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Effective connectivity changes in LSD-induced altered states of consciousness in humans

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  • Yale University/University of Zurich

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Psychedelics exert unique effects on human consciousness. The thalamic filter model suggests that core effects of psychedelics may result from gating deficits, based on a disintegration of information processing within cortico–striato–thalamo-cortical (CSTC) feedback loops. To test this hypothesis, we characterized changes in directed (effective) connectivity between selected CTSC regions after acute administration of lysergic acid diethylamide (LSD), and after pretreatment with Ketanserin (a selective serotonin 2A receptor antagonist) plus LSD in a double-blind, randomized, placebo-controlled, cross-over study in 25 healthy participants. We used spectral dynamic causal modeling (DCM) for resting-state fMRI data. Fully connected DCM models were specified for each treatment condition to investigate the connectivity between the following areas: thalamus, ventral striatum, posterior cingulate cortex, and temporal cortex. Our results confirm major predictions proposed in the CSTC model and provide evidence that LSD alters effective connectivity within CSTC pathways that have been implicated in the gating of sensory and sensorimotor information to the cortex. In particular, LSD increased effective connectivity from the thalamus to the posterior cingulate cortex in a way that depended on serotonin 2A receptor activation, and decreased effective connectivity from the ventral striatum to the thalamus independently of serotonin 2A receptor activation. Together, these results advance our mechanistic understanding of the action of psychedelics in health and disease. This is important for the development of new pharmacological therapeutics and also increases our understanding of the mechanisms underlying the potential clinical efficacy of psychedelics.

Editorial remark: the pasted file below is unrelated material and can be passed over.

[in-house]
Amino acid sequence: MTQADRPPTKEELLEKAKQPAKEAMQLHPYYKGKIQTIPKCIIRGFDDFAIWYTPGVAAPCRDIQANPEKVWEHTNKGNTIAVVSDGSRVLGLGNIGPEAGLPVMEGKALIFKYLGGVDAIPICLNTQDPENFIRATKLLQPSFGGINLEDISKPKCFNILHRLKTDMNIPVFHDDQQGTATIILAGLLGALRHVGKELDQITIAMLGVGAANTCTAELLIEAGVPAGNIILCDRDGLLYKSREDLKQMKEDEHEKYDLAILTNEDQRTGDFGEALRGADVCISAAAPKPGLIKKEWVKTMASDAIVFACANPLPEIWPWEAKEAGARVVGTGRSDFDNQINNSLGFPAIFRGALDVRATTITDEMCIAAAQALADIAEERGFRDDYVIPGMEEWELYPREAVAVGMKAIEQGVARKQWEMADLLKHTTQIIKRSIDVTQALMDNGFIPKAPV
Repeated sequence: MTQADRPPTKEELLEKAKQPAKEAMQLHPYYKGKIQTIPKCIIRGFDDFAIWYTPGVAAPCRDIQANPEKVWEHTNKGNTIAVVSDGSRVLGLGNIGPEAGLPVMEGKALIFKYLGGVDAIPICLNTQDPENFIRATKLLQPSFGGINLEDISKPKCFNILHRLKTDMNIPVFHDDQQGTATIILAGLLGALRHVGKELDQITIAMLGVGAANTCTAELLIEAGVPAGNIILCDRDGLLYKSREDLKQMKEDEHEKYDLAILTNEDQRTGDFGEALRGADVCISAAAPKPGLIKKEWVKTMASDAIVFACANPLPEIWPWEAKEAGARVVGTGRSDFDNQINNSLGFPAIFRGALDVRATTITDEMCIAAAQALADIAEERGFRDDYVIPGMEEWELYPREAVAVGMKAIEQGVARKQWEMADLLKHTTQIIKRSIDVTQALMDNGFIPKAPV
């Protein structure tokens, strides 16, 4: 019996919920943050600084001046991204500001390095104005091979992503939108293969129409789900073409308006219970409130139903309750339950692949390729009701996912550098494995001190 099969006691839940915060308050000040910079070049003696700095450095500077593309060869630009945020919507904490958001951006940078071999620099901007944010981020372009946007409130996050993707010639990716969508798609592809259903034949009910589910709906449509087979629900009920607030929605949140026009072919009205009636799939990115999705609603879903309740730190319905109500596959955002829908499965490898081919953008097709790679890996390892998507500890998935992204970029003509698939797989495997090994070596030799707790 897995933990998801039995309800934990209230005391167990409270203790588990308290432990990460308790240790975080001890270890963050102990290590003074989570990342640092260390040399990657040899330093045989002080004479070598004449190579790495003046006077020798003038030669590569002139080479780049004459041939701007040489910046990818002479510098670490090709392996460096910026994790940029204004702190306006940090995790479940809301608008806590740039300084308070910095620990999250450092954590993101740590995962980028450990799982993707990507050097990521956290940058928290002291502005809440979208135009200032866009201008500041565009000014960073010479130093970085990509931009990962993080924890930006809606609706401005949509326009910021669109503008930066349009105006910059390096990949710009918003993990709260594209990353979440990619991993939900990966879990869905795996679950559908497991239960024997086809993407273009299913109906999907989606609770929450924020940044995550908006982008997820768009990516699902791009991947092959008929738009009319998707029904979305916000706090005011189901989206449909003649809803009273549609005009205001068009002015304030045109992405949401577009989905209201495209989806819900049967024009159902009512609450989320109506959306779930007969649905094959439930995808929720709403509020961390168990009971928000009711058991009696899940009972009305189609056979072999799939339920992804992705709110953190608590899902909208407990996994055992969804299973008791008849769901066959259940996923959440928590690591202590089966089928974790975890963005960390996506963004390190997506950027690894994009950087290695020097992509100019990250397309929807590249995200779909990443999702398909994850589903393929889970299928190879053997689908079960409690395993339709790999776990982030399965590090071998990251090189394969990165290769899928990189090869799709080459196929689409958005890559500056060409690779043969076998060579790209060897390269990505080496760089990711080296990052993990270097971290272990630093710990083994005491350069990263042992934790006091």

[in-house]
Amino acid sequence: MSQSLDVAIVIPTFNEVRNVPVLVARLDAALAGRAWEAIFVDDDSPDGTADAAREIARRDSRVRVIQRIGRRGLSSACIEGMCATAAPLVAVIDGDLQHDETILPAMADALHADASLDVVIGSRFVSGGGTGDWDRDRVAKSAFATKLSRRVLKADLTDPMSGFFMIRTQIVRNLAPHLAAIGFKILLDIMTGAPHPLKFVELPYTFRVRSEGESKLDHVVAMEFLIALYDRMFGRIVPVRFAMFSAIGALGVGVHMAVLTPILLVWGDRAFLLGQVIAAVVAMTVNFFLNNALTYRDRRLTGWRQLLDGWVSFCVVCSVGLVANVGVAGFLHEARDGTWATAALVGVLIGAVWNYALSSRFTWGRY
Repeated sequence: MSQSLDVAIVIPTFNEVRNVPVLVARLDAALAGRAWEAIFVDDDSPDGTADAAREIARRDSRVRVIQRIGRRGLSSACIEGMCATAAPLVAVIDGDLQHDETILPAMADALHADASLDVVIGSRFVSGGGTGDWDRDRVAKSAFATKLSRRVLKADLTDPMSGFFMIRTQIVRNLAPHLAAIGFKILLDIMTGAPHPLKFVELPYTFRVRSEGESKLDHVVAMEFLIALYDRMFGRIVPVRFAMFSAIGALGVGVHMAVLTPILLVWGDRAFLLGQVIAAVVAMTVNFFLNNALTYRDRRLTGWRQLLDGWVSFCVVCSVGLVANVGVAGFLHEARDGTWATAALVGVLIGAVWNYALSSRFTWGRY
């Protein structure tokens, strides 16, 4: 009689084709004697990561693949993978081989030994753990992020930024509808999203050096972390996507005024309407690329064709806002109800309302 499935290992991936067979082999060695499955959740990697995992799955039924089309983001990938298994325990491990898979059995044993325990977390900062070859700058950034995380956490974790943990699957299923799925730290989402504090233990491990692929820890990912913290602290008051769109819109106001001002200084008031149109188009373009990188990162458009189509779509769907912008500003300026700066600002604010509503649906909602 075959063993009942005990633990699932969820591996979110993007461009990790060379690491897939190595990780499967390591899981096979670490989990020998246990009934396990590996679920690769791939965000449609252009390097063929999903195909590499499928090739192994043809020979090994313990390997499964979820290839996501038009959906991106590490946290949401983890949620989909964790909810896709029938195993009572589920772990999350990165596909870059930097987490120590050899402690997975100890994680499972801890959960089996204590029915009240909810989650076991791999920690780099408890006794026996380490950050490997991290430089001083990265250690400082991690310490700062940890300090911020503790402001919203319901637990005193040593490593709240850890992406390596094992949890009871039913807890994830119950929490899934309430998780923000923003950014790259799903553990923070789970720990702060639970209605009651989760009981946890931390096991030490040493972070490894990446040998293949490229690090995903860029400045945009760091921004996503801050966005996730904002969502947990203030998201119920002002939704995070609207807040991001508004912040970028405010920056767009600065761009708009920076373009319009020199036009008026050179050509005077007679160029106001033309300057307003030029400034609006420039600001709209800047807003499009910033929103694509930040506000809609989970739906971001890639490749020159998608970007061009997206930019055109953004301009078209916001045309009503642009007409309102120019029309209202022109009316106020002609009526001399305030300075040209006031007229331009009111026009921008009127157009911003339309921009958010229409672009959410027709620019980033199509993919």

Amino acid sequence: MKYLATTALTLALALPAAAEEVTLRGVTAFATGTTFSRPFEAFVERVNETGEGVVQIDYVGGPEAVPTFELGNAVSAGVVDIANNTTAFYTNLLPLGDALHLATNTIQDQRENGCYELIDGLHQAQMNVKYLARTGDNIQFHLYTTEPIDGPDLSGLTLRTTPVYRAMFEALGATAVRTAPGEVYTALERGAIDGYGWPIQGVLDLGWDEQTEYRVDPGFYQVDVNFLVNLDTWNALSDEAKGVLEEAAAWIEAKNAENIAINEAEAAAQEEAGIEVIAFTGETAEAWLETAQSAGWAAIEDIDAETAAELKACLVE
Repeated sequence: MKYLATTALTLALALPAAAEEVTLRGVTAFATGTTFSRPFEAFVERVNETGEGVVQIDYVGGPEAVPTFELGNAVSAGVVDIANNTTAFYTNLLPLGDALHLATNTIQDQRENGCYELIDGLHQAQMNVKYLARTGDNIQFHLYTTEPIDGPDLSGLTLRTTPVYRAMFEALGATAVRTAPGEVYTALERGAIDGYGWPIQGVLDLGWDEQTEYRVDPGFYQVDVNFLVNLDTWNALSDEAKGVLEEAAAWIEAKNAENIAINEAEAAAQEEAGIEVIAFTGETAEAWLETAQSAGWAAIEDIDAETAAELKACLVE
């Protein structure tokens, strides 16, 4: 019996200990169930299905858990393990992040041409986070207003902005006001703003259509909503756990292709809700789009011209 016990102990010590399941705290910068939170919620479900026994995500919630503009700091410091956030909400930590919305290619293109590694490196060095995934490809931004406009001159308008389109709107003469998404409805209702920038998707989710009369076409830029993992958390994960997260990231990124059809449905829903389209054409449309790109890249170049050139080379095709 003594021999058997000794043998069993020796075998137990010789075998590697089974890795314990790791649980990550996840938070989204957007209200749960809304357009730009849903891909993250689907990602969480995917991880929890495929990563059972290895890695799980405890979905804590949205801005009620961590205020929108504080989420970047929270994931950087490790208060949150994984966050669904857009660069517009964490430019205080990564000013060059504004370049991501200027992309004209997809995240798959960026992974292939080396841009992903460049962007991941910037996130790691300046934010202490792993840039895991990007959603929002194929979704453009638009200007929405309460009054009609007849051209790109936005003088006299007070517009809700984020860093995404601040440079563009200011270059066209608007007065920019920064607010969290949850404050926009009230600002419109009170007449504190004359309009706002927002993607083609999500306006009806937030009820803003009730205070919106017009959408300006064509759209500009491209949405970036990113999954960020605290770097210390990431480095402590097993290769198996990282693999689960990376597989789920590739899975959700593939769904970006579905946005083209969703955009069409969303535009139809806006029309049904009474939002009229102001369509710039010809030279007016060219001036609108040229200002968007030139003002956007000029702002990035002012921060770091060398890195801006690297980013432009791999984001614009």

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Effective connectivity changes in LSD-induced altered
states of consciousness in humans
Katrin H. Preller
a,b,1,2
, Adeel Razi
b,c,d,e,1
, Peter Zeidman
b
, Philipp Stämpfli
f,g,h
, Karl J. Friston
b
,
and Franz X. Vollenweider
a
a
Neuropsychopharmacology and Brain Imaging, Department of Psychiatry, Psychotherapy and Psychosomatics, University Hospital for Psychiatry Zurich,
8006 Zurich, Switzerland;
b
The Wellcome Centre for Human Neuroimaging, University College London, WC1N 3AR London, United Kingdom;
c
Monash
Institute of Cognitive and Clinical Neurosciences, Monash University, Clayton, 3168 VIC, Australia;
d
Monash Biomedical Imaging, Monash University,
Clayton, 3168 VIC, Australia;
e
Department of Electronic Engineering, NED University of Engineering and Technology, 75270 Karachi, Pakistan;
f
Department
of Psychiatry, Psychotherapy and Psychosomatics, University Hospital for Psychiatry Zurich, 8006 Zurich, Switzerland;
g
Medical Research Center of the